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Tampa-ring with conservatism

By Tim Wallace - posted Friday, 25 October 2002

If conservatism is to be a positive political force in the 21st century, it will be because it is at its root far less an ideology than a disposition. Russell Kirk, the prophet of American conservatism, described it, in fact, as the negation of ideology; a state of mind, a type of character, a way of looking at the civil social order, a deference to the historic continuity of experience as a better guide to policy than abstract designs.

There should, of course, be a little of the ideologue in each of us. Progress rarely comes except that people start with an idea about it. But in everyone's political wardrobe, alongside the Che t-shirt and the Mao suit, there also should hang at least one tweed jacket with leather patches on the elbows. "The mob can never rebel," as G.K. Chesterton said, "unless it is conservative, at least enough to have conserved some reasons for rebelling." We should acknowledge and embrace that inner conservative, the spirit that informs us that even the most vehement philosophers have the entirely human tendency to sit at the same table at the same café. Our inner conservative reminds us that we prepare best for the future by paying respect to the past. It reminds us to not throw the baby out with the bath water.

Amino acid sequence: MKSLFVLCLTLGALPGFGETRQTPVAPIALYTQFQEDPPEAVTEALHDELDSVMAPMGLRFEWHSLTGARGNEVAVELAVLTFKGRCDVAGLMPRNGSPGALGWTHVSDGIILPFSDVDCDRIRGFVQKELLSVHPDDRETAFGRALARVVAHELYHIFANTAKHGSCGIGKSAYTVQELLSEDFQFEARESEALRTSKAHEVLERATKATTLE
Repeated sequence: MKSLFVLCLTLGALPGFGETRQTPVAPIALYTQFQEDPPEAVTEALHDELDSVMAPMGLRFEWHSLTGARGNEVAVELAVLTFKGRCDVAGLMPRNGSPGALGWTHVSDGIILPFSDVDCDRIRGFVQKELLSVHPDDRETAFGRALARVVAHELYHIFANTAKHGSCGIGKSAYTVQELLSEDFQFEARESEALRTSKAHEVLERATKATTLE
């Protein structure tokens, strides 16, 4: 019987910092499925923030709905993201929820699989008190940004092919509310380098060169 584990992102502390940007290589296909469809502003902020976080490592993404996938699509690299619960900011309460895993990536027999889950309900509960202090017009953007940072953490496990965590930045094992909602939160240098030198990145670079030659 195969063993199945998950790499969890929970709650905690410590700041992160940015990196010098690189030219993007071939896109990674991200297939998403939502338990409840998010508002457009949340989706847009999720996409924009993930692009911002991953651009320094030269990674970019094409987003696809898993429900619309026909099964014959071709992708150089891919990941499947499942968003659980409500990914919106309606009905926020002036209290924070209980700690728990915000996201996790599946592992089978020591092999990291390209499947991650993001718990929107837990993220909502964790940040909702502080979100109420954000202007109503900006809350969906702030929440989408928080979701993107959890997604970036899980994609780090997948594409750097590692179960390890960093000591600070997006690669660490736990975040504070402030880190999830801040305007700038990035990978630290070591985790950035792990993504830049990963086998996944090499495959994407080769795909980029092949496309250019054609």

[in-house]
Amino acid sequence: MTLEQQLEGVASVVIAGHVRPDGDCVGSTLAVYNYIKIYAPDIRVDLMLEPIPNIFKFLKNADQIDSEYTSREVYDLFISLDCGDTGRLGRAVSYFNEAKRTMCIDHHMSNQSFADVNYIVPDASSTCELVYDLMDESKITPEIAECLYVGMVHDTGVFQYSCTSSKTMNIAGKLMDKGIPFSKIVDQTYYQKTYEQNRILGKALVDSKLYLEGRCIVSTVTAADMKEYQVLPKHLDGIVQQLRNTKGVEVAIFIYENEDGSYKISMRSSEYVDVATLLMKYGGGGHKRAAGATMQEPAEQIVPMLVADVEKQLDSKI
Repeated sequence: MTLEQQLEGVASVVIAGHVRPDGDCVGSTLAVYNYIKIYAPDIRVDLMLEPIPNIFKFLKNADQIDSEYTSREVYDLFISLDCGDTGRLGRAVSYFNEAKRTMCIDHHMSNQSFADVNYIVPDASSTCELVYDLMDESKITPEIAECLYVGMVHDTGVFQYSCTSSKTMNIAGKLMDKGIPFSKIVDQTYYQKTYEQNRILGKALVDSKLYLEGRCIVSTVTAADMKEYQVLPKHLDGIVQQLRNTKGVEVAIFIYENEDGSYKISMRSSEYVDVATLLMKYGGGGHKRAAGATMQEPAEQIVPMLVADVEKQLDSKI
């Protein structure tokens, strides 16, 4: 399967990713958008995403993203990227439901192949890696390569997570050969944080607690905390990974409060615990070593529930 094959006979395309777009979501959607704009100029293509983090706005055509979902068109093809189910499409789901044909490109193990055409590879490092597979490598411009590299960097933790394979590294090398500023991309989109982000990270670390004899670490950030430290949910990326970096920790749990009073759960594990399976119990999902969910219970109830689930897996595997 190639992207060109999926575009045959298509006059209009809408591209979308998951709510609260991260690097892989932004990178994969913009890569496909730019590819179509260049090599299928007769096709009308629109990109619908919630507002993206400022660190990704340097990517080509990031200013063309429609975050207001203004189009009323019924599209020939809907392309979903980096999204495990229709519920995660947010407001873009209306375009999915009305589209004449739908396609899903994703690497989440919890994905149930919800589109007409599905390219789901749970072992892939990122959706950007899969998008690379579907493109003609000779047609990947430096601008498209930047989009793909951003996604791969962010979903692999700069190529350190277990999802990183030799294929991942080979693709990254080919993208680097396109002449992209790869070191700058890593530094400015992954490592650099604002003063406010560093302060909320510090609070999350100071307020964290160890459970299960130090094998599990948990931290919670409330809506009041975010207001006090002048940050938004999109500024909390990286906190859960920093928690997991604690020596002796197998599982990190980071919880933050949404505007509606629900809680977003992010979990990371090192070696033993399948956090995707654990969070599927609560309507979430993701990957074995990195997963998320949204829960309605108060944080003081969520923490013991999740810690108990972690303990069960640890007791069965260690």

The willingness of senior government ministers a year ago to believe asylum seekers would throw their own babies out was but one of an increasing number of signs pointing to a crisis in this country in, if not conservatism, then at least the clichés of conservatism, the ones propagated through the simplistic language of national parliamentary discourse.


What labels Peter Reith and Philip Ruddock would wish to have hung on them in the history books I do not know; something other than "recidivist liar" and "heartless trigger boy", I suppose. But John Howard at one stage laid claim to being the most conservative leader of the Liberal Party since Robert Menzies. Few have sought to disagree. Never mind the fact that his mix of social and political conservation with an economic agenda of radical market reform represents a fundamental philosophical inconsistency; he has the upward sweep of his eyebrows and the same holiday spot to support his claim. Opposition Leader Kim Beazley obligingly called him at the end of the last Parliament "the most considerable conservative politician of his generation". But if that is the case, then conservatism is in as bad a way in Australia as "progressive" politics.